Google has started a massive new political campaign protesting a bill in the German parliament proposing copyright restrictions. Publishers supporting the bill have called the campaign "nasty propaganda."
The "Defend Your Web" campaign began Tuesday, urging Google users to mobilize in an effort to stop the so-called "Google Tax."
The proposed measure, which has the support of publishers, would require search engines to pay each time they link to media content like newspaper articles or photographs.
The Federal Cabinet first launched the bill in August to prevent the unauthorized commercial use of press material online.
The bill will have its first reading in Parliament on Thursday.
Google says in an online video that "for more than 10 years you've been able to find what you are looking for - a planned law would change that."
"Do you want that?" Google asks at the end of the video, which gives a variety of different search examples that would presumably be affected by the proposed legislation.
"An intellection property right means less information for citizens and higher costs for companies," said Stefan Tweraser, Google's Germany Manager.
Tweraser said most people in Germany have not heard of the law, but it would affect almost everyone in the country.
"Searching and finding, a basic function of the internet, would be impaired," added Tweraser.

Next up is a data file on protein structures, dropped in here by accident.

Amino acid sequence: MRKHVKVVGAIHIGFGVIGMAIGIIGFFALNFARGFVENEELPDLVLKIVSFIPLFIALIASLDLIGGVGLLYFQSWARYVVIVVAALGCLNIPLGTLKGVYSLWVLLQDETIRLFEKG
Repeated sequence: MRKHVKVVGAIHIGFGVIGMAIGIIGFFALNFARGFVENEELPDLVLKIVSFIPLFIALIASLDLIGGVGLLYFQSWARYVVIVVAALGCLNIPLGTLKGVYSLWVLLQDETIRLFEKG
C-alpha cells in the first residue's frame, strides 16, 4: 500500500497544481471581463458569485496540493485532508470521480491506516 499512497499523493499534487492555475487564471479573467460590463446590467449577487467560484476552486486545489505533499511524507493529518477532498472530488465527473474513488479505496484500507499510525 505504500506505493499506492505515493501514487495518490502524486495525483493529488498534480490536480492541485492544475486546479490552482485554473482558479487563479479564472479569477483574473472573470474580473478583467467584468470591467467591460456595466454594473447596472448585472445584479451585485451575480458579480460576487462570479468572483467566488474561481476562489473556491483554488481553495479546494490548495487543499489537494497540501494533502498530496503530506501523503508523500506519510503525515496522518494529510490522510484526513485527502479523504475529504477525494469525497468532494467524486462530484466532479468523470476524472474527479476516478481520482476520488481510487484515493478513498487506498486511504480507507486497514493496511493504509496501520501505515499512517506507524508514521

The company also provided written information and an online petition it requested users sign. Newspaper and magazine advertisements are also planned.
The publishers associations BDVZ and VDZ called Google's campaign against the bill "absurd," adding the company used its dominant position in a biased way to achieve its own goals.
The German Journalists Association (DJV) urged members of the German Parliament to draft new law on intellectual property rights.
DJV chairman Michael Konken said it should be ensured that journalistic work is not affected by the new law, and called for blackout of Google for "obvious reasons."
Konken said that quality journalism had its price, and search engine operations must accept that.
dr/hc (epd, dpa, AP)
Critics have said that long jumper Markus Rehm's prosthetic leg gives him an advantage over the non-handicapped competition. DW spoke to Stefan Willwacher about the lack of scientific research on the topic.
Robert Lewandowski has been in fantastic form for Bayern Munich, and the season hasn't even started. Jonathan Harding looks at why.